Now that the Xbox 360 subsidized bundle is out of the bag and disappointing gamers nationwide, here's something new we may hear about during E3 2012: Internet Explorer coming to Microsoft's current console.
From the start, Microsoft has wanted to provide an entertainment hub for the living room, a place where family members can sit down, boot up the device, and listen to music, watch movies, and play games. The first Xbox really didn't fit that vision, and both Xbox Live and broadband was still in its infancy. It wasn't until the second-generation console arrived before the Xbox label became synonymous with the "entertainment hub" term.
Over the years, the Xbox 360 has become more than just a gaming console capable of playing movies. It's a media and social hub, and as of late, a makeshift cable box for streaming live TV. The gadget's multimedia aspect will broaden even more over 2012 as Microsoft works to bring even more TV content to the device. But there's one ingredient missing that even the Nintendo Wii can provide: Internet browsing.
Frankly it never made sense why the Xbox 360 -- which is PC-like in so many ways -- never allowed users to surf the Internet. But that's supposedly changing thanks to the latest rumor. Internet Explorer will supposedly be added to the list of apps already available for the console, and feature support for Kinect so that customers can use voice and gesture-based controls to navigate the Web. The browser will also be integrated into the console's social functions and Microsoft's Bing search engine that's already in place in the new Metro-like dashboard.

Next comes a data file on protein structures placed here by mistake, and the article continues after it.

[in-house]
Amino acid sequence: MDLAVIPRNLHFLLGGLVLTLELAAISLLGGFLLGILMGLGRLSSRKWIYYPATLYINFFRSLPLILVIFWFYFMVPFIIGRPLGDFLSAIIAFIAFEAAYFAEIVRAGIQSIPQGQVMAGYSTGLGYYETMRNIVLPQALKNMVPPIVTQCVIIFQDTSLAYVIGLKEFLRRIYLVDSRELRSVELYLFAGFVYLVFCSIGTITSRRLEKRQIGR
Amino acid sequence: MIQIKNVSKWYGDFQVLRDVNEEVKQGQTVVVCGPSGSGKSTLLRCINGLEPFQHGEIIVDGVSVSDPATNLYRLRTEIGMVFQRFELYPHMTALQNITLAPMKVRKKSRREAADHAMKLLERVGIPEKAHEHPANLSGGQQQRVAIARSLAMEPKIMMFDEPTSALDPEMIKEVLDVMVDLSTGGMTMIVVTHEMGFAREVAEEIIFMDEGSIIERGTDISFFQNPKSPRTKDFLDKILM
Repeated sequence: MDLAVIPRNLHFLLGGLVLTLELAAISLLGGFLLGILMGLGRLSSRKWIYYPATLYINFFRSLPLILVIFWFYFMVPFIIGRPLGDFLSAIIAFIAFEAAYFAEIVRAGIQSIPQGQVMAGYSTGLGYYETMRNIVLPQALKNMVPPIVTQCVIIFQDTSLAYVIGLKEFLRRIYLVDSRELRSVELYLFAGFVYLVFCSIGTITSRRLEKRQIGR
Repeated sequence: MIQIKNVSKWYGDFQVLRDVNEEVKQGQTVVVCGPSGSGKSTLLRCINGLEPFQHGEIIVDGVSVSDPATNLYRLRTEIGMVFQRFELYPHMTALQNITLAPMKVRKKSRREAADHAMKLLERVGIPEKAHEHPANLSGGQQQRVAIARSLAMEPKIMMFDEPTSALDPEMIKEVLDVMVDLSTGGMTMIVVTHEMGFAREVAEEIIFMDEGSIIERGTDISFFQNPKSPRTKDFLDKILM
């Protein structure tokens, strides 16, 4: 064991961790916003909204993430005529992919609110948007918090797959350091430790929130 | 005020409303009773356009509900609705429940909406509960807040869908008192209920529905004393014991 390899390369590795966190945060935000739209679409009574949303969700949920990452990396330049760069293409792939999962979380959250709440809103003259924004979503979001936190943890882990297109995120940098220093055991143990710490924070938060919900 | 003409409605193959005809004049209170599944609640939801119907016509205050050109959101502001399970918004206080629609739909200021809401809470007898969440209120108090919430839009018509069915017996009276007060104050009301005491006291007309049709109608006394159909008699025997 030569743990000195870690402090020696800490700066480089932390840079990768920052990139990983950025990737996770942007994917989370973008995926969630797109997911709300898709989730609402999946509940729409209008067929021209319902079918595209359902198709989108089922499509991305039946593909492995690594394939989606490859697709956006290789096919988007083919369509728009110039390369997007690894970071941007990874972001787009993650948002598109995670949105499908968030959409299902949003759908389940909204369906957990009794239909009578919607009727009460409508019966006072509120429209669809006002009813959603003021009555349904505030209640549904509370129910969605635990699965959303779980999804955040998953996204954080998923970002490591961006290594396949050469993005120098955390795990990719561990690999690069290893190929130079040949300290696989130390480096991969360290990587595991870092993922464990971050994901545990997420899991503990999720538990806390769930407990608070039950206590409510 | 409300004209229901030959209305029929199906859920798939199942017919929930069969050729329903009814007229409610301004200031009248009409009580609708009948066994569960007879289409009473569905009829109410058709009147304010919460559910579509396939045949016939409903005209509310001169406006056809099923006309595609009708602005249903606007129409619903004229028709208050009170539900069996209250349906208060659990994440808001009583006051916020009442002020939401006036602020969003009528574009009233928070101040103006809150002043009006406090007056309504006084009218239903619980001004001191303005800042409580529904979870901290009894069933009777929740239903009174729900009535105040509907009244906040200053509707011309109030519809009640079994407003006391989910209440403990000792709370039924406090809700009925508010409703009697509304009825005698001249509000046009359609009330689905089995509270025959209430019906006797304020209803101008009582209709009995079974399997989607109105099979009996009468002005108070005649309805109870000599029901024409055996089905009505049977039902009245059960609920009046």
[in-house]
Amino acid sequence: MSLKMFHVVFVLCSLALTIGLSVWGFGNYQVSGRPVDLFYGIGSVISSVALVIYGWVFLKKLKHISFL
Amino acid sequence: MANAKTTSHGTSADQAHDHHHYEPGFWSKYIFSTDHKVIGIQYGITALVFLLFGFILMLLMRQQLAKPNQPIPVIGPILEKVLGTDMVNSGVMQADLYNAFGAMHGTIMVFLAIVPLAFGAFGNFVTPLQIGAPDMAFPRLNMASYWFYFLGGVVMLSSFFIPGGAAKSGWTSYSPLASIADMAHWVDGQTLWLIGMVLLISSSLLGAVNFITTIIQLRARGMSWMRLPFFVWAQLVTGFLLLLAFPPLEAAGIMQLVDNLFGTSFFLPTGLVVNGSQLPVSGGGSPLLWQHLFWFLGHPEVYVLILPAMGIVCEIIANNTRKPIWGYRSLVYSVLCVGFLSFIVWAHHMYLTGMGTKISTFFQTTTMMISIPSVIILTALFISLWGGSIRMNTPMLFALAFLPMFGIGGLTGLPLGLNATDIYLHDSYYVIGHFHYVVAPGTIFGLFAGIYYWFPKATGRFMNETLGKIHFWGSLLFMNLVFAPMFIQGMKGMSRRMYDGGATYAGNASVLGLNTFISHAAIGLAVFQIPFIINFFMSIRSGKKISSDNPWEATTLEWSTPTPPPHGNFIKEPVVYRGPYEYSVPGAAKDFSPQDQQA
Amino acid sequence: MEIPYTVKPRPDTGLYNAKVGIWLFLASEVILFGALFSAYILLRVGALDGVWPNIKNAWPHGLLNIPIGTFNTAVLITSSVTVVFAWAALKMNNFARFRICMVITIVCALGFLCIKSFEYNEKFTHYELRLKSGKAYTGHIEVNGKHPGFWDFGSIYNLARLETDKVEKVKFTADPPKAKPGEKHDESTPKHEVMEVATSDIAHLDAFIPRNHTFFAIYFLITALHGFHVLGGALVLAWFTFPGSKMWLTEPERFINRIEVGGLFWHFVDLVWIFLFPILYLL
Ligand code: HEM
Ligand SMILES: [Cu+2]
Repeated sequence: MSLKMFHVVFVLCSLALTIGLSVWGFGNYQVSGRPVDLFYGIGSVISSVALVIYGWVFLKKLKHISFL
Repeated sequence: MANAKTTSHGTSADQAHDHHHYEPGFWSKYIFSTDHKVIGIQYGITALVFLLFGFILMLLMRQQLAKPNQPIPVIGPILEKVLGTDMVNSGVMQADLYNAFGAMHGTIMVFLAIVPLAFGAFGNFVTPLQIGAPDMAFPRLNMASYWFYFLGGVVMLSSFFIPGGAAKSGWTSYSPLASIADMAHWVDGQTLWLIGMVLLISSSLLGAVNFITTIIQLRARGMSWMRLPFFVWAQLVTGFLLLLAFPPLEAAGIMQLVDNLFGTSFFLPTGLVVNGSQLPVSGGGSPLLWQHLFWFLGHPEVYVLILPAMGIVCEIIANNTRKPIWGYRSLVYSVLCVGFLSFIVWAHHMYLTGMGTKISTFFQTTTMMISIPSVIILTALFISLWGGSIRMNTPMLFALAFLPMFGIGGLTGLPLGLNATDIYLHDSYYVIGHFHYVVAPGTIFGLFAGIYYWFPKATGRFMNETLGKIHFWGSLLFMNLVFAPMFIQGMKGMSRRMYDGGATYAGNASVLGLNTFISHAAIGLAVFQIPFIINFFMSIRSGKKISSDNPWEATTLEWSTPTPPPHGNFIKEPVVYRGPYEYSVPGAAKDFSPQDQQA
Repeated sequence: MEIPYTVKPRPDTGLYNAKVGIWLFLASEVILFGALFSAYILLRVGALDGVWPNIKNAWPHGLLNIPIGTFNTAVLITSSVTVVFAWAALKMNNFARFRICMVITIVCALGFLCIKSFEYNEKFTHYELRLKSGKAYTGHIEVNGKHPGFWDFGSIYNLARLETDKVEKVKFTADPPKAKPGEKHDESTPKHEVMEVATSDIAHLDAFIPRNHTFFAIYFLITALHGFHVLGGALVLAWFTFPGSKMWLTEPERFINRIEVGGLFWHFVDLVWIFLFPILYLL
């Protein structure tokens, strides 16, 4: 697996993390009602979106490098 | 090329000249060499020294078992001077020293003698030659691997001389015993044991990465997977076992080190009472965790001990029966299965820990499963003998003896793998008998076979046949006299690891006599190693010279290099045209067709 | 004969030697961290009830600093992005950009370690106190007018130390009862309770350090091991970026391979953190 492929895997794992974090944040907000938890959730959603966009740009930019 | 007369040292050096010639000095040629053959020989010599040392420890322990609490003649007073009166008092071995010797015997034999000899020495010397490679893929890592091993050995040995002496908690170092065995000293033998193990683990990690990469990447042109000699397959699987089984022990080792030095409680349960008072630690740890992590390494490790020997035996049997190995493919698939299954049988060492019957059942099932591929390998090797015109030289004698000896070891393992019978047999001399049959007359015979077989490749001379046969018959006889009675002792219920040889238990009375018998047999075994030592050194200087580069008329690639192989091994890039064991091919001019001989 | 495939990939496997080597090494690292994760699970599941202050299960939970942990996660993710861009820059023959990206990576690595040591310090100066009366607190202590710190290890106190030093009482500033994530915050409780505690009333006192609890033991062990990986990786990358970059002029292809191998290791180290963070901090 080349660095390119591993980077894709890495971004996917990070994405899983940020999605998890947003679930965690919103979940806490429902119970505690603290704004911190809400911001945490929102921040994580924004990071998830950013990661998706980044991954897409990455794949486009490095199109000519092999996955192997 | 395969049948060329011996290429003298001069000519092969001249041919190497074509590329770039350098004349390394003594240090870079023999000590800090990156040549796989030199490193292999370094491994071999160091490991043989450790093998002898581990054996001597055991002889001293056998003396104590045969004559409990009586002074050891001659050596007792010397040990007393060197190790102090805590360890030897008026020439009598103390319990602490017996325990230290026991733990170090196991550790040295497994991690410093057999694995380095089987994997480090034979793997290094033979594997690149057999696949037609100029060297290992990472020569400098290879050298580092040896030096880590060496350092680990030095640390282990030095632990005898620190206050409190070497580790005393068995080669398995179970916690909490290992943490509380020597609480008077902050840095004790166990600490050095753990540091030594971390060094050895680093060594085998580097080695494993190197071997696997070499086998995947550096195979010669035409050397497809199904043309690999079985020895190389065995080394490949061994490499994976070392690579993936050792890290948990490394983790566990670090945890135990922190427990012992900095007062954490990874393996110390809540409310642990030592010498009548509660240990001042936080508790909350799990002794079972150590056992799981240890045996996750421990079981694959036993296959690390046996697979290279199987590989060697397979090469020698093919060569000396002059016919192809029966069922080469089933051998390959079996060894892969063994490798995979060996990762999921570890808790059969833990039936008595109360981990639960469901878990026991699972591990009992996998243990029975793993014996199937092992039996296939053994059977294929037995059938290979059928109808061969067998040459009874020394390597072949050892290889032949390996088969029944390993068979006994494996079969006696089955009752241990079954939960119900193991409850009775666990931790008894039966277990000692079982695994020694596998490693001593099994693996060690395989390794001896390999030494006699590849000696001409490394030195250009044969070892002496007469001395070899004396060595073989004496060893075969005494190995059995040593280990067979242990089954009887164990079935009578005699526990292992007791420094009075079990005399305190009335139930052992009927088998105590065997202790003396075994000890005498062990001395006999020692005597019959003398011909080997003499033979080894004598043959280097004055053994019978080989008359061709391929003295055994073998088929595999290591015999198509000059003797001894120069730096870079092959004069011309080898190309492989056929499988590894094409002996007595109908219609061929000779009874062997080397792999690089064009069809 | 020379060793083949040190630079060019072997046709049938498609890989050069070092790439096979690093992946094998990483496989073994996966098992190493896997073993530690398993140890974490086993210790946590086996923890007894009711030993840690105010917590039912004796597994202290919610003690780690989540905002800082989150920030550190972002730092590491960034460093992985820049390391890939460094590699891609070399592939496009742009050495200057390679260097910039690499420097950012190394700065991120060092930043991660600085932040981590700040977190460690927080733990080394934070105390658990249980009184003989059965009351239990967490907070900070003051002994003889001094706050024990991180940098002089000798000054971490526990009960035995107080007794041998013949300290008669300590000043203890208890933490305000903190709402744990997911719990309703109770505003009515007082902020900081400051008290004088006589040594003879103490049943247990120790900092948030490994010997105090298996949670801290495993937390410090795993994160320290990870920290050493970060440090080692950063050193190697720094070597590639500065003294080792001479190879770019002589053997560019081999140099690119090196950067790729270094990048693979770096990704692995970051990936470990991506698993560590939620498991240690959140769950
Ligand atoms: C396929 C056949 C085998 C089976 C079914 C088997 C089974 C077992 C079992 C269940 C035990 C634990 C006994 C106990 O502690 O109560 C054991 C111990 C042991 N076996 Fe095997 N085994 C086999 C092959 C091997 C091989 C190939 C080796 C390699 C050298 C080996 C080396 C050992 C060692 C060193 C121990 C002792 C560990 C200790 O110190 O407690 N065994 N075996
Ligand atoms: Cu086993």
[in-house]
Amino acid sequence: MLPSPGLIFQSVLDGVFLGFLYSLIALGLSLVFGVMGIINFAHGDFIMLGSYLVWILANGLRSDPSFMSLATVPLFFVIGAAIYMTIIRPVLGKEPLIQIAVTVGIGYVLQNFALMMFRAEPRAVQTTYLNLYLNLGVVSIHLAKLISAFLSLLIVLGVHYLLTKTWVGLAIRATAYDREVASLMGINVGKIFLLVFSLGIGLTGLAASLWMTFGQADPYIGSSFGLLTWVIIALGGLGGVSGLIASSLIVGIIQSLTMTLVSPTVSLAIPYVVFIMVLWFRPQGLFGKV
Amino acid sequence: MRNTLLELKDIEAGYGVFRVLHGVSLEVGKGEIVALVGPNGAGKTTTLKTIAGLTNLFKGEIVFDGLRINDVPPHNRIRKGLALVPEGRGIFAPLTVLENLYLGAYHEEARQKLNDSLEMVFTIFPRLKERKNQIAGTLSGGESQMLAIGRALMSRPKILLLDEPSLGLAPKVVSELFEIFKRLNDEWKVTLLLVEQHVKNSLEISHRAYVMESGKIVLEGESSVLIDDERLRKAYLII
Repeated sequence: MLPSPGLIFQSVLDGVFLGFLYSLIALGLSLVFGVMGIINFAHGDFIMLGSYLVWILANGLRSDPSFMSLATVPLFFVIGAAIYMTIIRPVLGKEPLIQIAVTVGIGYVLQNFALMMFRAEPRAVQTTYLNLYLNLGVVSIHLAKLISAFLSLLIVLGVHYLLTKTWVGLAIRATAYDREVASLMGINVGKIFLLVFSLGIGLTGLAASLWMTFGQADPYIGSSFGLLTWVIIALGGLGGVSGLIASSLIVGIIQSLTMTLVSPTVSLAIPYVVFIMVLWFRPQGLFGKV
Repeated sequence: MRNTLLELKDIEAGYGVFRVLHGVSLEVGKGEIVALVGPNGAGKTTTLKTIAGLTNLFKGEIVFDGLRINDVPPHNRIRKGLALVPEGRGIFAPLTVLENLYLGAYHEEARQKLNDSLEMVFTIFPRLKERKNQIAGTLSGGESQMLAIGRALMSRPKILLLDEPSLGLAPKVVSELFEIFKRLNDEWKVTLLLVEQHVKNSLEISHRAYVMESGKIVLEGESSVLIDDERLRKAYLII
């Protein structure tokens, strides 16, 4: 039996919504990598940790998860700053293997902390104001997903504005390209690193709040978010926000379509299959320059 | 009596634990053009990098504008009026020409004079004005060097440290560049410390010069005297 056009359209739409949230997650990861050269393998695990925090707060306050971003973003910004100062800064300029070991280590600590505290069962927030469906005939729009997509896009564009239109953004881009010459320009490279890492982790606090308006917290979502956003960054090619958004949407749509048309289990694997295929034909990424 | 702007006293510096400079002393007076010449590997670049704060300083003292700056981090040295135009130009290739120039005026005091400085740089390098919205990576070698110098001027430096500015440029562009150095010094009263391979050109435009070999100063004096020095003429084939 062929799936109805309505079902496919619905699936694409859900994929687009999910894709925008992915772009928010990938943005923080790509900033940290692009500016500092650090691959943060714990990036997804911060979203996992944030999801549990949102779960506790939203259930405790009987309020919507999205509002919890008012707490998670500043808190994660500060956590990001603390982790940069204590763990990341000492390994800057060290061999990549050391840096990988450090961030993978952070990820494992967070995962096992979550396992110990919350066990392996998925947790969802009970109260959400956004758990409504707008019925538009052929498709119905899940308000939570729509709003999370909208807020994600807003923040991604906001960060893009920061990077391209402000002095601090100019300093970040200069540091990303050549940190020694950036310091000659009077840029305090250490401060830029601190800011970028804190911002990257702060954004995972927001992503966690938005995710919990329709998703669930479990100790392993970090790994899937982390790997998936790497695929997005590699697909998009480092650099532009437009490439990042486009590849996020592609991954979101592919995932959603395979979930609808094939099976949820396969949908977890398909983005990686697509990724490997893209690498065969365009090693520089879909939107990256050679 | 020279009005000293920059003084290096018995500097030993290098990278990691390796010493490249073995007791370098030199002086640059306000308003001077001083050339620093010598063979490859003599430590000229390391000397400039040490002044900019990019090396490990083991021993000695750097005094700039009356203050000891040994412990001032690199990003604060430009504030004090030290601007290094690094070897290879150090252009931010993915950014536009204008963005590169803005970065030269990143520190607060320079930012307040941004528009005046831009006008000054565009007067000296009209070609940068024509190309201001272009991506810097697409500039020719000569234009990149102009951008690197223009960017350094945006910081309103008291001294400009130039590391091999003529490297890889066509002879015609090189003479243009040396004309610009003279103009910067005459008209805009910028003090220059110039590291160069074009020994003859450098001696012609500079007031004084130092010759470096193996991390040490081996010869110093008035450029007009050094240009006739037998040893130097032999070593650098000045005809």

Still, don't have Kinect? Sources claim that Internet Explorer will still be usable, just "less than ideal" because its fine-tuned for Kinect. Of course, users could always plug in a USB keyboard for typing, but cursor management would be handled by the controller. Ok, maybe that setup is less than ideal after all.
Because this is a rumor, take it with a grain of salt until Microsoft makes the news official. Chances of Internet Explorer hitting the Xbox 360 console are high given that the browser is losing market share to Firefox and Chrome. There may also be other gaming-based reasons why Microsoft would add Internet Explorer, reasons we may soon discover next month at E3 2012.
Still, adding a Web browser opens up a whole new can of worms for Microsoft. Next thing you know, Mozilla and Google will be crying about their browsers not appearing on the console. Nintendo and Sony can get away with using integrated browsers on their devices because they're not actively competing in the browser market. That said, Internet Explorer on the Xbox 360 may simply be a rumor after all.